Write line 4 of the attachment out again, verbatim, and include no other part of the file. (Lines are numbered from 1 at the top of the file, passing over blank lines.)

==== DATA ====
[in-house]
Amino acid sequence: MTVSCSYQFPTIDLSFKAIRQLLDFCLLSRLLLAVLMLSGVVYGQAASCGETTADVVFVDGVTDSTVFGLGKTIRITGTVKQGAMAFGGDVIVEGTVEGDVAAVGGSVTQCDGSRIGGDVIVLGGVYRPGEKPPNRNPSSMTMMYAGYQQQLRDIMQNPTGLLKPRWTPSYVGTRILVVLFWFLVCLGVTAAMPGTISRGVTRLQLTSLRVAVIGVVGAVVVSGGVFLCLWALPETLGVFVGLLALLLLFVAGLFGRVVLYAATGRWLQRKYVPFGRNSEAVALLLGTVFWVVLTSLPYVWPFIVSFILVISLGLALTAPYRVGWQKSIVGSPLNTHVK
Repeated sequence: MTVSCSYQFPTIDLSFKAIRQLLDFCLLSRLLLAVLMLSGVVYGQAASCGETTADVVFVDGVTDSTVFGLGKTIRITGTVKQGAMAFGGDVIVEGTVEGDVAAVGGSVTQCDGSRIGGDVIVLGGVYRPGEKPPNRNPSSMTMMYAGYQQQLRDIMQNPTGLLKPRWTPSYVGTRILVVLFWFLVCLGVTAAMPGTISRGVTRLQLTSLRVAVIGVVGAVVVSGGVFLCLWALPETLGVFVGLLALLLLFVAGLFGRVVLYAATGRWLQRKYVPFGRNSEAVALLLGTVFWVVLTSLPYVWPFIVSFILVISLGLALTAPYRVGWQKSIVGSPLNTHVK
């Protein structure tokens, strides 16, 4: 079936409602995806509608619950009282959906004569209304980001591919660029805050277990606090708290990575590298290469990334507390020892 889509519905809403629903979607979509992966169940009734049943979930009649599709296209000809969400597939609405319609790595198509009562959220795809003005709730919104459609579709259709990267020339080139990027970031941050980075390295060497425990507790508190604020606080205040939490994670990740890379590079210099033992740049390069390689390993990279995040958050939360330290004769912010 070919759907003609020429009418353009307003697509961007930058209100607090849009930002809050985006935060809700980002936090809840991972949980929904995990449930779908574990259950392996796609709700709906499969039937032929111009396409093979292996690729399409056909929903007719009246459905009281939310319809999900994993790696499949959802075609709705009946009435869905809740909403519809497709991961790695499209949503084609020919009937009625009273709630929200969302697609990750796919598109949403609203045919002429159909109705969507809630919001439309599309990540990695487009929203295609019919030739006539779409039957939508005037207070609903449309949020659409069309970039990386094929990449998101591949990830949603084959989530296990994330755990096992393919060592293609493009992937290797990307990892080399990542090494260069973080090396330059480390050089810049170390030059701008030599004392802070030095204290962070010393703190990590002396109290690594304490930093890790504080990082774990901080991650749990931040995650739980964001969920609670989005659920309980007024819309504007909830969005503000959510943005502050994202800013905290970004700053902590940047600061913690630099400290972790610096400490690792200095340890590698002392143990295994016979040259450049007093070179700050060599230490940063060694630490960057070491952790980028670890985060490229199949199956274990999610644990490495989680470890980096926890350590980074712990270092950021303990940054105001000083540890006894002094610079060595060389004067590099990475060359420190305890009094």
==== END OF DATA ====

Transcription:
């Protein structure tokens, strides 16, 4: 079936409602995806509608619950009282959906004569209304980001591919660029805050277990606090708290990575590298290469990334507390020892 889509519905809403629903979607979509992966169940009734049943979930009649599709296209000809969400597939609405319609790595198509009562959220795809003005709730919104459609579709259709990267020339080139990027970031941050980075390295060497425990507790508190604020606080205040939490994670990740890379590079210099033992740049390069390689390993990279995040958050939360330290004769912010 070919759907003609020429009418353009307003697509961007930058209100607090849009930002809050985006935060809700980002936090809840991972949980929904995990449930779908574990259950392996796609709700709906499969039937032929111009396409093979292996690729399409056909929903007719009246459905009281939310319809999900994993790696499949959802075609709705009946009435869905809740909403519809497709991961790695499209949503084609020919009937009625009273709630929200969302697609990750796919598109949403609203045919002429159909109705969507809630919001439309599309990540990695487009929203295609019919030739006539779409039957939508005037207070609903449309949020659409069309970039990386094929990449998101591949990830949603084959989530296990994330755990096992393919060592293609493009992937290797990307990892080399990542090494260069973080090396330059480390050089810049170390030059701008030599004392802070030095204290962070010393703190990590002396109290690594304490930093890790504080990082774990901080991650749990931040995650739980964001969920609670989005659920309980007024819309504007909830969005503000959510943005502050994202800013905290970004700053902590940047600061913690630099400290972790610096400490690792200095340890590698002392143990295994016979040259450049007093070179700050060599230490940063060694630490960057070491952790980028670890985060490229199949199956274990999610644990490495989680470890980096926890350590980074712990270092950021303990940054105001000083540890006894002094610079060595060389004067590099990475060359420190305890009094």